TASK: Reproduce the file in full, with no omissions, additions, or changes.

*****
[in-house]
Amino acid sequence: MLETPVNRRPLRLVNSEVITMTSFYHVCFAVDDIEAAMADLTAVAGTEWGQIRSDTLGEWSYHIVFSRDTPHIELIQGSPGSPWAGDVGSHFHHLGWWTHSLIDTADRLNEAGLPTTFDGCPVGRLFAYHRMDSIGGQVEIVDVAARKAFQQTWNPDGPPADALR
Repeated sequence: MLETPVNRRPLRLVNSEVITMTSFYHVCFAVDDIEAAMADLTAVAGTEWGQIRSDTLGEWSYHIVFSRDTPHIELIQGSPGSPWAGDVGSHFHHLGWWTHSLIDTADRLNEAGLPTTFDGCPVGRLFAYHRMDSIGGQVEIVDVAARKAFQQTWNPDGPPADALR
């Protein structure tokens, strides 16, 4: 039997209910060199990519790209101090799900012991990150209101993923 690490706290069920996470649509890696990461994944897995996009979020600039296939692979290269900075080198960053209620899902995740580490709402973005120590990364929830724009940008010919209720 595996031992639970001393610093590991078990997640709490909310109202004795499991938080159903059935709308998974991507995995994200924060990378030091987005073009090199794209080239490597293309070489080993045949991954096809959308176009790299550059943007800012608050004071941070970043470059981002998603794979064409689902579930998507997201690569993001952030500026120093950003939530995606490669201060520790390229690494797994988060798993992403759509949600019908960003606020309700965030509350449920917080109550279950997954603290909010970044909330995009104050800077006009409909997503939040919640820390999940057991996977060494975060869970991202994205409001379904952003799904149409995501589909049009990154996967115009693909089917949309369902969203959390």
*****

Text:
[in-house]
Amino acid sequence: MLETPVNRRPLRLVNSEVITMTSFYHVCFAVDDIEAAMADLTAVAGTEWGQIRSDTLGEWSYHIVFSRDTPHIELIQGSPGSPWAGDVGSHFHHLGWWTHSLIDTADRLNEAGLPTTFDGCPVGRLFAYHRMDSIGGQVEIVDVAARKAFQQTWNPDGPPADALR
Repeated sequence: MLETPVNRRPLRLVNSEVITMTSFYHVCFAVDDIEAAMADLTAVAGTEWGQIRSDTLGEWSYHIVFSRDTPHIELIQGSPGSPWAGDVGSHFHHLGWWTHSLIDTADRLNEAGLPTTFDGCPVGRLFAYHRMDSIGGQVEIVDVAARKAFQQTWNPDGPPADALR
């Protein structure tokens, strides 16, 4: 039997209910060199990519790209101090799900012991990150209101993923 690490706290069920996470649509890696990461994944897995996009979020600039296939692979290269900075080198960053209620899902995740580490709402973005120590990364929830724009940008010919209720 595996031992639970001393610093590991078990997640709490909310109202004795499991938080159903059935709308998974991507995995994200924060990378030091987005073009090199794209080239490597293309070489080993045949991954096809959308176009790299550059943007800012608050004071941070970043470059981002998603794979064409689902579930998507997201690569993001952030500026120093950003939530995606490669201060520790390229690494797994988060798993992403759509949600019908960003606020309700965030509350449920917080109550279950997954603290909010970044909330995009104050800077006009409909997503939040919640820390999940057991996977060494975060869970991202994205409001379904952003799904149409995501589909049009990154996967115009693909089917949309369902969203959390």